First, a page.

Catching a breath before speaking and sensing that this was going somewhere I asked, “What are you asking?”
“I want you to start a school to teach my people to others. You taught the tribes to sing by teaching a few.”
“That was different.”
“No it isn’t.”
We had come to a supply depot and stopped for some water. I was trying to make the one reserved for non-tribal people work while Manda was getting some from another tap. I was working up into an argument, “You can’t teach a few people to teach to the many. It’s never been done before.”
“It was said like that in trying to get the tribes to sing together and yet you made it happen. They sang together for the first time ever in tribal history. Besides the People came last because of the myth and they’ll come again because of the myth.”
“A myth that I don’t even believe Manda.”
“What! What about me? I believe in it. I want to believe that it can bring about change. Tell me what do you believe in J.C., tell me. What!” Manda was speaking rather fast and rather loudly.
“Mind your mouth,” came from inside the depot.
Tribesmen were considered beneath the non-tribal peoples like the Belosians and the Argonons. I never understood why they felt that way because the Argonons were once tribal hunters themselves but such is the funny way of people and how flawed ideology can be. Since tribesmen were considered that low, it was considered being insubordinate if they questioned an order or outright protested. The punishment usually came with a beating or they were taken to one of the jails and held and beaten there. I realized that Manda was in danger of being beaten so I looked at him and pleaded with my eyes, not saying anything, asking him to calm down. As an extra measure I raised my hand towards the proprietor of the depot and motioned that I could handle it.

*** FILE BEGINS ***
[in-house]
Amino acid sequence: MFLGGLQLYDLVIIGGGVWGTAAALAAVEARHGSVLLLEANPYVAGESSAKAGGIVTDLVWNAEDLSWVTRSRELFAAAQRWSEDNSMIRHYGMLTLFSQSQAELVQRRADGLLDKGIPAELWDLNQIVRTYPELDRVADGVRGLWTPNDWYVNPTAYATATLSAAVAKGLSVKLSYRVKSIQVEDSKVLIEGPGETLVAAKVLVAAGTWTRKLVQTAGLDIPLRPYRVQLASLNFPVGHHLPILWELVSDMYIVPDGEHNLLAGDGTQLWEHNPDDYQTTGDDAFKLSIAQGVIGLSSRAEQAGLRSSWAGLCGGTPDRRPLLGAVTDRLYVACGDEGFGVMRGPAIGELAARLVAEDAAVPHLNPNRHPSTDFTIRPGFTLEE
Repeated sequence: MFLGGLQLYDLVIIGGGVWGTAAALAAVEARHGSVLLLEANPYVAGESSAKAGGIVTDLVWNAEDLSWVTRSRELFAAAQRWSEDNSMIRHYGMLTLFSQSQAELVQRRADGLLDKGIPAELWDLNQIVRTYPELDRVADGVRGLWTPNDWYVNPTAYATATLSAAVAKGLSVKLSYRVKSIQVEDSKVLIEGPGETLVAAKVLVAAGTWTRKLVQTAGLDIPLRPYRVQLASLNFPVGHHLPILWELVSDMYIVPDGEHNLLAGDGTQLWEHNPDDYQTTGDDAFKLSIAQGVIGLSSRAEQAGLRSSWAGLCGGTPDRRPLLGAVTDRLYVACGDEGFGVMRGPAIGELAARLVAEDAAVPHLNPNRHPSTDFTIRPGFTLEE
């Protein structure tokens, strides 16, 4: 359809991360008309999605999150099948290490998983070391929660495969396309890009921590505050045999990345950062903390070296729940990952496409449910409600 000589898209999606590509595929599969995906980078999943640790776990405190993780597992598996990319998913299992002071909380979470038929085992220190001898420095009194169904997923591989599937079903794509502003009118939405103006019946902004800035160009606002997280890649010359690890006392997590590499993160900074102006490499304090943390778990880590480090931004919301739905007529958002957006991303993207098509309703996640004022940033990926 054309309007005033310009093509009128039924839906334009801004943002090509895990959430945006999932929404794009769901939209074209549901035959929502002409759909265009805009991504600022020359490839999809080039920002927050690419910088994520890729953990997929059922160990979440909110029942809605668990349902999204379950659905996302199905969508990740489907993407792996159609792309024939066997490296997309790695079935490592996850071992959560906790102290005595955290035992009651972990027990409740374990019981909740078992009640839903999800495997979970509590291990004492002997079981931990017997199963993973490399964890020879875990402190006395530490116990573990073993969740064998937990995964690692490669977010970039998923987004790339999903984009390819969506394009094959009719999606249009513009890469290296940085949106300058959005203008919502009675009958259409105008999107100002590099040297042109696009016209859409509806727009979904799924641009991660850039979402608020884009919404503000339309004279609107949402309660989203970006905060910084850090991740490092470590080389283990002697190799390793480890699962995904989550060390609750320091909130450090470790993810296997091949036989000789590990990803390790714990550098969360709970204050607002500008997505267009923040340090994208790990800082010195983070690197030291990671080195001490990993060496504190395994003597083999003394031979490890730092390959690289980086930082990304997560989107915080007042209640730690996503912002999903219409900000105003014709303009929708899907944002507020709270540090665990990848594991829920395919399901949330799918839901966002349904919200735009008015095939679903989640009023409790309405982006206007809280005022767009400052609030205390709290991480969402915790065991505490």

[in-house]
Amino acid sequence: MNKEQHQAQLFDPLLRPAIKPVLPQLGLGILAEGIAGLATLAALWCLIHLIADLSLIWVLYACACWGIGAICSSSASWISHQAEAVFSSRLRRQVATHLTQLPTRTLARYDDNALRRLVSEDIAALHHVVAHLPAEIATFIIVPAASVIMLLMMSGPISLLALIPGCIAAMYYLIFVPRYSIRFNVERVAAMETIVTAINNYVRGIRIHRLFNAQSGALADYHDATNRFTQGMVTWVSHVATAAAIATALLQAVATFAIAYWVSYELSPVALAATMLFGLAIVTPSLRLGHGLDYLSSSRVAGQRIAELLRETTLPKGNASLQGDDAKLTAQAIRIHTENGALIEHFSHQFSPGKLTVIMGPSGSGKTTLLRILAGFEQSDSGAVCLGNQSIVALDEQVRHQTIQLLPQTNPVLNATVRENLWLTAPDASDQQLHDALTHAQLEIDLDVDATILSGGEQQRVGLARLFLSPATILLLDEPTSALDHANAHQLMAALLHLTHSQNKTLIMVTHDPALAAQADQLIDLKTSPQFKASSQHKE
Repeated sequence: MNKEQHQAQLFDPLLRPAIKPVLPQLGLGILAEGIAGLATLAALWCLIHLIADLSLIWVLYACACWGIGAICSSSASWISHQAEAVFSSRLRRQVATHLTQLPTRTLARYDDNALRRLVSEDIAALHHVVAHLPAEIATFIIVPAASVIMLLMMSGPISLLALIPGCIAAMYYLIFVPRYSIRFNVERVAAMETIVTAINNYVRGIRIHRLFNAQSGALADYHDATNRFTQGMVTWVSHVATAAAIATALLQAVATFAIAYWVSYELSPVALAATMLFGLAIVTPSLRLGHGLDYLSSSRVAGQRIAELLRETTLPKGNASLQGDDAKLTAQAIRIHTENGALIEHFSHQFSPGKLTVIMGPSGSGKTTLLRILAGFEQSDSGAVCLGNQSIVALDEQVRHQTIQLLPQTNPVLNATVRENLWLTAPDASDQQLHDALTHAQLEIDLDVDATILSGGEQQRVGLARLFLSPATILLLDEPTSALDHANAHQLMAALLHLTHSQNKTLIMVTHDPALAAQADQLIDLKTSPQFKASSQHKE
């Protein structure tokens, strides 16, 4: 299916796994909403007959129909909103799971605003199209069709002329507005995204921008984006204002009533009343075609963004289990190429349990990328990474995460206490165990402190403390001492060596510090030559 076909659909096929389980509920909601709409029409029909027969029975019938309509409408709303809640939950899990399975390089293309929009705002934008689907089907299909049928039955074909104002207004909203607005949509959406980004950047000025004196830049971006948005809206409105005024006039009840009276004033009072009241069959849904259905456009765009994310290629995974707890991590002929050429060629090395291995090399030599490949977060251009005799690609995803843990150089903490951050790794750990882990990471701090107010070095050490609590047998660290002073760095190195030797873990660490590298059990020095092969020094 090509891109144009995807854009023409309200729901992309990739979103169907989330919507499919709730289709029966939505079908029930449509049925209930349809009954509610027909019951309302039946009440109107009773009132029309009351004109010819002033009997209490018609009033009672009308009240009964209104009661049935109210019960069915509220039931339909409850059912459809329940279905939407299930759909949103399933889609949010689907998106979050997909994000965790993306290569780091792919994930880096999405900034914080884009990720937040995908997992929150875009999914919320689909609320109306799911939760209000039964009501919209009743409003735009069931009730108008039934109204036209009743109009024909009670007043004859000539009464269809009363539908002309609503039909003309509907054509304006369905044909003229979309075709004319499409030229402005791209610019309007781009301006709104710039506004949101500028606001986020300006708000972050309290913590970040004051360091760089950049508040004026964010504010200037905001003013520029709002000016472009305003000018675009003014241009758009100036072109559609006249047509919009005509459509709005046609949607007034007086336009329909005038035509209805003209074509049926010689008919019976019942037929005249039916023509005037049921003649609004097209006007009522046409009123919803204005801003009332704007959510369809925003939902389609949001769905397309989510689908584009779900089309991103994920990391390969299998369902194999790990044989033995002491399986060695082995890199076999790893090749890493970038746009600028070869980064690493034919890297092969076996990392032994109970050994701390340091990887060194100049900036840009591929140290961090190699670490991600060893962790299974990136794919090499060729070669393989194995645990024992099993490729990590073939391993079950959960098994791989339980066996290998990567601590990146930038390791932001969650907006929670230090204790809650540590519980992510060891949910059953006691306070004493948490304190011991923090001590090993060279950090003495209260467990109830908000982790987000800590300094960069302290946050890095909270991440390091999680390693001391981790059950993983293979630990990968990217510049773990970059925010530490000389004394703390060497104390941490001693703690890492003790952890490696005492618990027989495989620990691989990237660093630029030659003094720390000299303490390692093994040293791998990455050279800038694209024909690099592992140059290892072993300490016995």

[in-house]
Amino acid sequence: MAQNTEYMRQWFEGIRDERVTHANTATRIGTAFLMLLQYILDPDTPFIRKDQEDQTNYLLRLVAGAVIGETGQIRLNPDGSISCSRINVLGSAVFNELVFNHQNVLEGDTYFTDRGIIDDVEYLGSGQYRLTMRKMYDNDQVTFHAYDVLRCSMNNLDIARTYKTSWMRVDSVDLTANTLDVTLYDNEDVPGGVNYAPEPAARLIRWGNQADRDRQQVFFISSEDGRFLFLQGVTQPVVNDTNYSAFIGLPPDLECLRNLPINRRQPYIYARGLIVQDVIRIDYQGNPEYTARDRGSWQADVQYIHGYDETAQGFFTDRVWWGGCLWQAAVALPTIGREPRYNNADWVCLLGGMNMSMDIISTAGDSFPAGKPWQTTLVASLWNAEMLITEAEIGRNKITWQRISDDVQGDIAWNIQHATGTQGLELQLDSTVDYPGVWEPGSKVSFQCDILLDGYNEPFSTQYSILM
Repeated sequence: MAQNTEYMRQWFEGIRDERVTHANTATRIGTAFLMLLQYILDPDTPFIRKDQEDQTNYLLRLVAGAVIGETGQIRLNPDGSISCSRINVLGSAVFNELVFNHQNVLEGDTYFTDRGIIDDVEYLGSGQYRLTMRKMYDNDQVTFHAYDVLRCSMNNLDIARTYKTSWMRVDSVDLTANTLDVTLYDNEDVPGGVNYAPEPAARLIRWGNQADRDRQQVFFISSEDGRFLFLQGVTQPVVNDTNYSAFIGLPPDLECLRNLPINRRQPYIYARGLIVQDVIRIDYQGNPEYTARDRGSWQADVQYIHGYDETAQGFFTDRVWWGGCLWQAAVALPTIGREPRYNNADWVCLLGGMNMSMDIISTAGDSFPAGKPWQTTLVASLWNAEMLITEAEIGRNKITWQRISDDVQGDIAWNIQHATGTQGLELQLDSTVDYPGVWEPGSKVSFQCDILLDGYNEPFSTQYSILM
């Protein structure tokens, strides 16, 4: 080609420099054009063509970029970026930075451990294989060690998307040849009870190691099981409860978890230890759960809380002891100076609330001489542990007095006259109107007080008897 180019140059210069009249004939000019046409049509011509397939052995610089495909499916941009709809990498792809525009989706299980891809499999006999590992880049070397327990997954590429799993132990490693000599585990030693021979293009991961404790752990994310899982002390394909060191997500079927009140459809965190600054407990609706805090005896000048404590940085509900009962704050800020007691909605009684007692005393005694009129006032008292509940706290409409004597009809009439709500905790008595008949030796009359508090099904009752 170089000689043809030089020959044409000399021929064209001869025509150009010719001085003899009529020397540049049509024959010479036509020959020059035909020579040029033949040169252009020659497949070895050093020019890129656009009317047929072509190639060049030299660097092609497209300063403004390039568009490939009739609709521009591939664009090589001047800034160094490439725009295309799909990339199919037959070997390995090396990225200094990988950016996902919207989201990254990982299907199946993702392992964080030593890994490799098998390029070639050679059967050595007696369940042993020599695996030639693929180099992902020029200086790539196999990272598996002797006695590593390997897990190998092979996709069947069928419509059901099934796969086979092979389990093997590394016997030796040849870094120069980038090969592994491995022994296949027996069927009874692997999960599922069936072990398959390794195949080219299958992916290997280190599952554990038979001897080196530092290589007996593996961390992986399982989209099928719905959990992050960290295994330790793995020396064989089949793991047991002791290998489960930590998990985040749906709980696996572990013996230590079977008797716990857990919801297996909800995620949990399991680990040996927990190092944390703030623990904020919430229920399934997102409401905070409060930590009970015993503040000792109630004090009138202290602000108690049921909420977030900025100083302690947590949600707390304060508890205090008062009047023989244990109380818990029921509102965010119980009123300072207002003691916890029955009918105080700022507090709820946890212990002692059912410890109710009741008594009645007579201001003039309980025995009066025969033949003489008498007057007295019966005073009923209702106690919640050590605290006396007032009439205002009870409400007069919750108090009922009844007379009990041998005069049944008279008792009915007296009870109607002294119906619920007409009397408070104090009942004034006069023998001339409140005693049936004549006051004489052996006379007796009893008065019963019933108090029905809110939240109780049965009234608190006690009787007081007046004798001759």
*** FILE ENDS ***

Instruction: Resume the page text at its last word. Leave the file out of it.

Needless to say, it was partially successful. Manda did calm down but he looked at me rather angry or disappointed that I could not accept that I was the Heart of the Guardian. He walked off leaving my standing there. I just couldn’t accept it because I didn’t believe in legends. I never really did even those that were in the archives; they were just stories for entertainment with lessons of wisdom from the great masters. When I was young and Zoran first called me that, I merely thought it was something that would pass in time like a bad fashion. After the events of the fight, I saw that not even a year away from the planet changed the People’s perception of me. I admit that it was my fault in that I felt compelled to help them to the best of my abilities, at least until I had a grasp of the situation.
The darkness that Master Vash mentioned wasn’t to come for another three years, which I later found out. Instead my duty, in my mind was to stabilize the planetary situation on Mikkado. In a way, I was to be the catalyst to set in motion the workings of cooperation amongst all the tribes on all the planets within the system, though I did not know this at the time.
After Manda left me standing there, I realized that I might have injured his faith in me. To repair, it I decided to travel to the waterfalls and think about the choice that I had ahead. The waterfalls were near the southern border of the plains, a place that Tergis took me when I first began my training as a Jedi. I just needed to stare at the falls and think. The glades were the same as I had seen them eleven years earlier. I stood near the edge of the cliff and watched the falls as I asked to myself over and over again, “What do you believe in? What?”
All of a sudden, I felt a familiar presence almost as if standing next to me. Then I heard a voice, the voice of Tergis, Any question that you must ask, the answer you find in nature and through the Force if you know where to look and how to ask. It was reassuring that my old master was there to guide me in death as he did in life and for the first time in my life, I felt it was clear.